Political rebelliousness: what we can learn

I’ve finished my Masters this semester. Done. Full stop. Phew. I had one subject to complete this semester and I followed on from last semester and did Education for Social Change 2. The key text for the subject was Michael Newman’s Teaching Defiance (2006). Michael’s inspiration for writing the book was the need to do something about the state of the world, in particular, the Iraq War and the so-called “coalition of the willing” – remember that catch cry? How can we forget!

Now I’m inspired to write about a current event, the asylum seekers onboard the Oceanic Viking. This event is a prime example of the subject’s content.

Sri Lankan Asylum Seekers Launch Hunger Strike

Sri Lankan Asylum Seekers Launch Hunger Strike. October 15, 2009 - Photo by Oscar Siagian/Getty Images AsiaPac

In the flavour of Newman’s book, a text for the activist teacher, the story of the asylum seekers and refugees onboard the Oceanic Viking are a clear and poetic case of resistance. Amongst the rhetoric of the Rudd government, the fear mongering of the Opposition, and the general malaise of the media circling once more like vultures around yet another sensational account of boat people, there’s some definitive action. Action taken by the asylum seekers themselves. A global show of resistance, rebelling against what seems for so many a hopeless, desperate and uncontrollable situation. We extend our sympathy, our pity, our dismay, but beyond that we really don’t know how these people feel, but can only imagine.

Who better to resist the unpalatable than those who directly face it? Newman (2006, pp. 21-23) describes political rebelliousness through the famous story of Rosa Parks and her refusal to give up her seat to a white passenger on a bus in Montgomery, Alabama in 1955. It was this sole and simple act of rebelliousness that turned the civil rights movement around. Rosa’s story became the symbol of the movement, a powerful story through which to engage the common person enough to propel them into action.

Her action was premised on her personal story, her years as a quiet and determined activist, her informed beliefs, her friendships, and her experience at Highlander [where she attended a workshop on education for social change, some weeks prior to her action on the bus] (p. 23).

The asylum seekers have refused to disembark from the Oceanic Viking, not wanting to reside in an Indonesian detention centre (regardless of it being funded by Australia). This simple act of refusal has shown that asylum seekers need not be pawns in this political game of “border protection”, nor need they be slaves to the smugglers that bring them to our waters. They are humans. They are taking back control of their situation. They are saying enough is enough. They want to be listened to. They want change in these convoluted processes. They are tired of all of this, of their unfortunate circumstances that bring them here in the first place. They want a new life and they want it now.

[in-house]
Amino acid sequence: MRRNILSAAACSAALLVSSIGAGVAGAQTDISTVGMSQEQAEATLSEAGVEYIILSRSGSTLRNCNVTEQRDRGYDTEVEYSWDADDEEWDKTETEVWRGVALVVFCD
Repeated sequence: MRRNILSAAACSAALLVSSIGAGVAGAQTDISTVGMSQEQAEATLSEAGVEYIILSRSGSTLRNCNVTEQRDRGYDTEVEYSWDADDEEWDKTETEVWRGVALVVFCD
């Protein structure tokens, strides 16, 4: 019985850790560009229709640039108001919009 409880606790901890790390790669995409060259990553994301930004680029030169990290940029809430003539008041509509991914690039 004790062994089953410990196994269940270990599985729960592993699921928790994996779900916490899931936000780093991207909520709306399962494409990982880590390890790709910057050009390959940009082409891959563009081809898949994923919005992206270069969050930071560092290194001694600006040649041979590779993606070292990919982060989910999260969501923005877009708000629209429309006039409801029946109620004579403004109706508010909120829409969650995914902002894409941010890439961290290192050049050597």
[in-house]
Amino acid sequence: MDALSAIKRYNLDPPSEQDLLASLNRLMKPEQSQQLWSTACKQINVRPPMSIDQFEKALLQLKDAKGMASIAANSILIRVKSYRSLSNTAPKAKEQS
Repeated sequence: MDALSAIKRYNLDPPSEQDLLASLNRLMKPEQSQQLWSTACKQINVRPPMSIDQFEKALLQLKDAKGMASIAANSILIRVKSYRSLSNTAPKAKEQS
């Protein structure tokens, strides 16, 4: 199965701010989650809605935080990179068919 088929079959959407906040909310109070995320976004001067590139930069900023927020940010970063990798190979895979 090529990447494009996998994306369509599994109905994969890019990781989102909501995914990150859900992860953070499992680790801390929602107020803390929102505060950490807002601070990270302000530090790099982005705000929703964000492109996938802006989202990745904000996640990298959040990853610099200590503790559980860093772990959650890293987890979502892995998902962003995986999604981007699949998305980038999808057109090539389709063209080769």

What this act has done is expose the cracks in the armour of the Australian government’s border protection approach, particularly the time taken to process refugees and asylum seekers. It has uncovered the ludicrous bureaucracy that asylum seekers have to contend with and do so in little more than concrete blocks surrounded by barbed wire fencing. It exposes the fact that processing can be done in a timely manner – for all – not simply a select few (as in this case, where 20 odd refugees have since agreed to disembark in order to be processed). Surely this means the Australian govt can no longer hide behind rhetoric and must extend this approach to others still in detention on Australian soil and on neighbouring islands such as Christmas Is.

But it takes more than this one act of protest by the asylum seekers for this to happen. Newman believes that such an act can extend to an uprising especially if the coordinated effort is focused, and the momentum continues forward. How can we capitalise on this now to achieve better outcomes for asylum seekers now and into the future? In recounting Ghandi’s acts of rebellion-come-revolution, Newman says that what is “important above all else [is] to adopt a stance of dynamic, continuous, and generative rebelliousness” (2006, p. 37). Others now have a story to tell and retell about the Sri Lankan refugees and asylum seekers who refused detention. Perhaps the journey now begins here.

References and relevant links

ABC, 2009, Asylum seekers disembark Oceanic Viking, AM online, 14 Nov 2009, viewed 15 November 2009, http://www.abc.net.au/am/content/2009/s2742794.htm

Allard, T. 2009, Sri Lankan asylum seekers ‘refuse to leave boat’, 28 October 2009, viewed 15 November 2009, http://www.theage.com.au/national/sri-lankan-asylum-seekers-refuse-to-leave-boat-20091027-hj1d.html

Newman, M. 2006, Teaching Defiance, Josey-Bass, San Francisco CA.

Zimbio, 2009, Sri Lankan Asylum seekers Launch Hunger Strike, Zimbio, viewed 15 November 2009, http://www.zimbio.com/pictures/dWlQGD-3nGk/Sri+Lankan+Asylum+Seekers+Launch+Hunger+Strike/0Fv__-nztOj


1 comment so far

  1. lorri on

    Hi Marg
    Thanks for sharing what you do. What an interesting topic and congratulations on finally finishing your Masters! WELL DONE! The question of authentic assessment in ICT is something I ponder also in my professional role. I would like to discuss it with you in the future. Feel proud of your many achievements!
    Best wishes

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